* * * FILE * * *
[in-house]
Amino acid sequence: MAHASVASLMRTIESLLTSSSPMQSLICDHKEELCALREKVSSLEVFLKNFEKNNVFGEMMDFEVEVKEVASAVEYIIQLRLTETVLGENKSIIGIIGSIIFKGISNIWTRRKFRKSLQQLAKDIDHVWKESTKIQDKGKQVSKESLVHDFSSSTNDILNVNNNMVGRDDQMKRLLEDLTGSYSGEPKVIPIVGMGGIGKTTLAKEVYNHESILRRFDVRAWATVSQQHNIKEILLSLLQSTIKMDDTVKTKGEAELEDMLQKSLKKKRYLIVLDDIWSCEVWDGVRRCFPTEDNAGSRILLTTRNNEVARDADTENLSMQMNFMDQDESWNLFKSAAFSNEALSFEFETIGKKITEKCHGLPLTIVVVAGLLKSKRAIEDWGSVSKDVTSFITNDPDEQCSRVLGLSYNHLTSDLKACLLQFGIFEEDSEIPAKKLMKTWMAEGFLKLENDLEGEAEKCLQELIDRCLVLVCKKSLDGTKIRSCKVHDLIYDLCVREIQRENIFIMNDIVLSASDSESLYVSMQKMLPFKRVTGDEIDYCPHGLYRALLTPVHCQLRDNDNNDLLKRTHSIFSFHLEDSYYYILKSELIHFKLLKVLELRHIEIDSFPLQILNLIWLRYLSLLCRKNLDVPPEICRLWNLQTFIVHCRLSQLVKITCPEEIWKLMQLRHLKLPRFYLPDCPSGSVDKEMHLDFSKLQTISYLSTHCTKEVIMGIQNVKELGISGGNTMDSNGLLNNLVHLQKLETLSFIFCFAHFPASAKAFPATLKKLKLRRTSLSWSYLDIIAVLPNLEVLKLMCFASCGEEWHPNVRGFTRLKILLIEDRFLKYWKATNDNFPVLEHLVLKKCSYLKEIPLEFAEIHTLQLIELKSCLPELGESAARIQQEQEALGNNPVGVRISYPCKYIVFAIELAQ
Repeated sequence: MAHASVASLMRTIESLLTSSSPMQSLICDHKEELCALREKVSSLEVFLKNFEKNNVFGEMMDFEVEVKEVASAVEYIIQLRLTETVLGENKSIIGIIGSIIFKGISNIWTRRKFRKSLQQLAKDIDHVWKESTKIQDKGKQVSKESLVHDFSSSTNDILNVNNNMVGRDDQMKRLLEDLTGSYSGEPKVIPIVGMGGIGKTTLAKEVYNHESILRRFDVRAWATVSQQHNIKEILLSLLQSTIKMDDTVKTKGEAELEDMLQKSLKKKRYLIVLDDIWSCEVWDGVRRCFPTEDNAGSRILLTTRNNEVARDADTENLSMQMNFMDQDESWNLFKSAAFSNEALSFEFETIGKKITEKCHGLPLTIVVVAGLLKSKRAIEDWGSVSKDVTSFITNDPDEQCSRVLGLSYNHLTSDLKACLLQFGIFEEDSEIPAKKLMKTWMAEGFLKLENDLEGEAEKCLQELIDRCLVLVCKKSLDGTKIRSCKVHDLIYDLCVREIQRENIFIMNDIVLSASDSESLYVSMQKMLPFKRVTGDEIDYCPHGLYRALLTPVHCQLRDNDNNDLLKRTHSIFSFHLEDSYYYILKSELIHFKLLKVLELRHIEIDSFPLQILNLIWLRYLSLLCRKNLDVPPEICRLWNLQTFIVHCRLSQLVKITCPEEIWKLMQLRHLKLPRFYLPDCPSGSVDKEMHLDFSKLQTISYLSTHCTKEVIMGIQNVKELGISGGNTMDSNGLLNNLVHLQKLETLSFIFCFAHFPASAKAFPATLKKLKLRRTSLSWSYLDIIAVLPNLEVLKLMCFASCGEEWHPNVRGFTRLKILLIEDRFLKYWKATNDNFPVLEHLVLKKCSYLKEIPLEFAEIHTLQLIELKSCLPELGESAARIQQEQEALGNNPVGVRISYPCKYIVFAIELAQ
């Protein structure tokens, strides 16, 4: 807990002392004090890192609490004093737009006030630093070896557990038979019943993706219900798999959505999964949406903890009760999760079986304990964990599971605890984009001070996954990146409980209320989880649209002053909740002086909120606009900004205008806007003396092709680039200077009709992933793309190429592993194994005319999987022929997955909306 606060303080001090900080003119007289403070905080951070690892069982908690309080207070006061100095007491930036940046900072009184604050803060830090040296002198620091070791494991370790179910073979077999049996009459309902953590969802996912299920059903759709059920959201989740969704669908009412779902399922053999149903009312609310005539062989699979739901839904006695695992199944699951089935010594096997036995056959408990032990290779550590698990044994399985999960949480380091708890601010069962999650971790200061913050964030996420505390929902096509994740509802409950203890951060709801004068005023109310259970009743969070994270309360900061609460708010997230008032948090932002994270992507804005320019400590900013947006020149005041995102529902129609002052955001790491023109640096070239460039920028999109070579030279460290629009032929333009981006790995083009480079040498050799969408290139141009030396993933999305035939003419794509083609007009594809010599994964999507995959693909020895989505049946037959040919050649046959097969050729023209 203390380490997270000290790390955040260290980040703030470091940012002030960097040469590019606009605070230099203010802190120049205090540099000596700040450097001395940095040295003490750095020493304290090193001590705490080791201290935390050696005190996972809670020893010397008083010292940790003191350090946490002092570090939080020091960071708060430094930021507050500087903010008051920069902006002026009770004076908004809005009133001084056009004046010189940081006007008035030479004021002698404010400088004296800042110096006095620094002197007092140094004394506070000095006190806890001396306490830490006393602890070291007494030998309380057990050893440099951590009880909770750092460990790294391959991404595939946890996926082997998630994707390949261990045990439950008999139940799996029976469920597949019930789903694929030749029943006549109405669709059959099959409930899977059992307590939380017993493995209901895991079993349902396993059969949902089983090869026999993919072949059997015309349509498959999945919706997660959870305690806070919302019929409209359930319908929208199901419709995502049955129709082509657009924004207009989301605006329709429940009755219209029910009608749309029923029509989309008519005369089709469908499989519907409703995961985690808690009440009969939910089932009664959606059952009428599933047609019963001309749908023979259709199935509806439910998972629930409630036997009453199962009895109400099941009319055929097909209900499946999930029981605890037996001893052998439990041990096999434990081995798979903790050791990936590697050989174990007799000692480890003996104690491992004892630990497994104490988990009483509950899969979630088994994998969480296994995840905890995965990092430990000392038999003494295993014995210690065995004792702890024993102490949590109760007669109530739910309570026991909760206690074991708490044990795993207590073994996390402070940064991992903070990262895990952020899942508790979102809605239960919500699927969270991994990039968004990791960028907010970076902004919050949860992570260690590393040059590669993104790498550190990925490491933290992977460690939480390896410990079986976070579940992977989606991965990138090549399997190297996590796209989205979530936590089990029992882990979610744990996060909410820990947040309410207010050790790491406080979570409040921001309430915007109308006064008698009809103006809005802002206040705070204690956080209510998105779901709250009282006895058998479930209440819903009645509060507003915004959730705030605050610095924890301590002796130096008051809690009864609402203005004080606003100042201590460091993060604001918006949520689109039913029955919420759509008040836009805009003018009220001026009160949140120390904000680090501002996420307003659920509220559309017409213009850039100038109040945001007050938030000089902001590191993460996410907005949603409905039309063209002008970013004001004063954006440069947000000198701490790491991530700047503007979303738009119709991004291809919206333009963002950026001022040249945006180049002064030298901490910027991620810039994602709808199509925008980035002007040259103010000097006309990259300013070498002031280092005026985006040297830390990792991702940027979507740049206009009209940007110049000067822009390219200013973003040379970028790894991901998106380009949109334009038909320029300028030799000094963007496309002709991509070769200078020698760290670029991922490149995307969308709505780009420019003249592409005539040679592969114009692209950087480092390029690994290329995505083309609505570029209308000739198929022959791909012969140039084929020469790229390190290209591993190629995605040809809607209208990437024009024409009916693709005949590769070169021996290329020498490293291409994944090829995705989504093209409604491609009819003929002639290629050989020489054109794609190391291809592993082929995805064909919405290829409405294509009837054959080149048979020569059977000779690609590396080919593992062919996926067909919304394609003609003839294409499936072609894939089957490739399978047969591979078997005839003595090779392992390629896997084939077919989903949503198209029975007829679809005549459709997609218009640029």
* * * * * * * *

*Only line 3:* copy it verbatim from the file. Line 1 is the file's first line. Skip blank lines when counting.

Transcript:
Repeated sequence: MAHASVASLMRTIESLLTSSSPMQSLICDHKEELCALREKVSSLEVFLKNFEKNNVFGEMMDFEVEVKEVASAVEYIIQLRLTETVLGENKSIIGIIGSIIFKGISNIWTRRKFRKSLQQLAKDIDHVWKESTKIQDKGKQVSKESLVHDFSSSTNDILNVNNNMVGRDDQMKRLLEDLTGSYSGEPKVIPIVGMGGIGKTTLAKEVYNHESILRRFDVRAWATVSQQHNIKEILLSLLQSTIKMDDTVKTKGEAELEDMLQKSLKKKRYLIVLDDIWSCEVWDGVRRCFPTEDNAGSRILLTTRNNEVARDADTENLSMQMNFMDQDESWNLFKSAAFSNEALSFEFETIGKKITEKCHGLPLTIVVVAGLLKSKRAIEDWGSVSKDVTSFITNDPDEQCSRVLGLSYNHLTSDLKACLLQFGIFEEDSEIPAKKLMKTWMAEGFLKLENDLEGEAEKCLQELIDRCLVLVCKKSLDGTKIRSCKVHDLIYDLCVREIQRENIFIMNDIVLSASDSESLYVSMQKMLPFKRVTGDEIDYCPHGLYRALLTPVHCQLRDNDNNDLLKRTHSIFSFHLEDSYYYILKSELIHFKLLKVLELRHIEIDSFPLQILNLIWLRYLSLLCRKNLDVPPEICRLWNLQTFIVHCRLSQLVKITCPEEIWKLMQLRHLKLPRFYLPDCPSGSVDKEMHLDFSKLQTISYLSTHCTKEVIMGIQNVKELGISGGNTMDSNGLLNNLVHLQKLETLSFIFCFAHFPASAKAFPATLKKLKLRRTSLSWSYLDIIAVLPNLEVLKLMCFASCGEEWHPNVRGFTRLKILLIEDRFLKYWKATNDNFPVLEHLVLKKCSYLKEIPLEFAEIHTLQLIELKSCLPELGESAARIQQEQEALGNNPVGVRISYPCKYIVFAIELAQ